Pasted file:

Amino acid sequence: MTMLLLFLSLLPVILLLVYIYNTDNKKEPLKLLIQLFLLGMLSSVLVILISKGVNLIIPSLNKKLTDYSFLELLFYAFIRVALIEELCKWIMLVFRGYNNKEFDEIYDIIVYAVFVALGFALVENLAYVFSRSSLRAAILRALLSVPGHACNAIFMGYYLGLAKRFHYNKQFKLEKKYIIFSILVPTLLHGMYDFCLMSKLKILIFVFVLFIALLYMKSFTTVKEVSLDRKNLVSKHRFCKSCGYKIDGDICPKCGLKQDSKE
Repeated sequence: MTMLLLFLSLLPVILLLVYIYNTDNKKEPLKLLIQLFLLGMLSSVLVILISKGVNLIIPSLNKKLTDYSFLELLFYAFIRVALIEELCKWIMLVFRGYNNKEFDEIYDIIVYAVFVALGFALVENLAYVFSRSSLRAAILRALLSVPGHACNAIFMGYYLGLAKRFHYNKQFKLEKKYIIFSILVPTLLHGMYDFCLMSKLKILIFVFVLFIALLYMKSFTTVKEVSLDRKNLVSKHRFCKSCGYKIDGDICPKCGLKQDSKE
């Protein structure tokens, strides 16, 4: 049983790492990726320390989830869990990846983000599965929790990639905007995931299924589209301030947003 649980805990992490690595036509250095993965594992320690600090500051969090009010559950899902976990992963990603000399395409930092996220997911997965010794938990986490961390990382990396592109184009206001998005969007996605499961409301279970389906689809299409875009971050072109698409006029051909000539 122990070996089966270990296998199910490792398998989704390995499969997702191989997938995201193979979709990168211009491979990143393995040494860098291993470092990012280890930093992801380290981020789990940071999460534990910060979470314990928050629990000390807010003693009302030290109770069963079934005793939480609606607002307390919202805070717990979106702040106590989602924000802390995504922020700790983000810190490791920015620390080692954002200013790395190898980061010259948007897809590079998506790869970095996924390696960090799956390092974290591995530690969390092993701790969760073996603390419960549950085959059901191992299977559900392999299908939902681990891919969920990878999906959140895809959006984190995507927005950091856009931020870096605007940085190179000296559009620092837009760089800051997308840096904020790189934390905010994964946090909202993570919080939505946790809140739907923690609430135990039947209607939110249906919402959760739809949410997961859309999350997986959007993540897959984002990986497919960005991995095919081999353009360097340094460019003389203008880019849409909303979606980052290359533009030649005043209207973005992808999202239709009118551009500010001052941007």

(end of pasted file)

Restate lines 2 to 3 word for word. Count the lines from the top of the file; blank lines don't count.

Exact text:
Repeated sequence: MTMLLLFLSLLPVILLLVYIYNTDNKKEPLKLLIQLFLLGMLSSVLVILISKGVNLIIPSLNKKLTDYSFLELLFYAFIRVALIEELCKWIMLVFRGYNNKEFDEIYDIIVYAVFVALGFALVENLAYVFSRSSLRAAILRALLSVPGHACNAIFMGYYLGLAKRFHYNKQFKLEKKYIIFSILVPTLLHGMYDFCLMSKLKILIFVFVLFIALLYMKSFTTVKEVSLDRKNLVSKHRFCKSCGYKIDGDICPKCGLKQDSKE
């Protein structure tokens, strides 16, 4: 049983790492990726320390989830869990990846983000599965929790990639905007995931299924589209301030947003 649980805990992490690595036509250095993965594992320690600090500051969090009010559950899902976990992963990603000399395409930092996220997911997965010794938990986490961390990382990396592109184009206001998005969007996605499961409301279970389906689809299409875009971050072109698409006029051909000539 122990070996089966270990296998199910490792398998989704390995499969997702191989997938995201193979979709990168211009491979990143393995040494860098291993470092990012280890930093992801380290981020789990940071999460534990910060979470314990928050629990000390807010003693009302030290109770069963079934005793939480609606607002307390919202805070717990979106702040106590989602924000802390995504922020700790983000810190490791920015620390080692954002200013790395190898980061010259948007897809590079998506790869970095996924390696960090799956390092974290591995530690969390092993701790969760073996603390419960549950085959059901191992299977559900392999299908939902681990891919969920990878999906959140895809959006984190995507927005950091856009931020870096605007940085190179000296559009620092837009760089800051997308840096904020790189934390905010994964946090909202993570919080939505946790809140739907923690609430135990039947209607939110249906919402959760739809949410997961859309999350997986959007993540897959984002990986497919960005991995095919081999353009360097340094460019003389203008880019849409909303979606980052290359533009030649005043209207973005992808999202239709009118551009500010001052941007």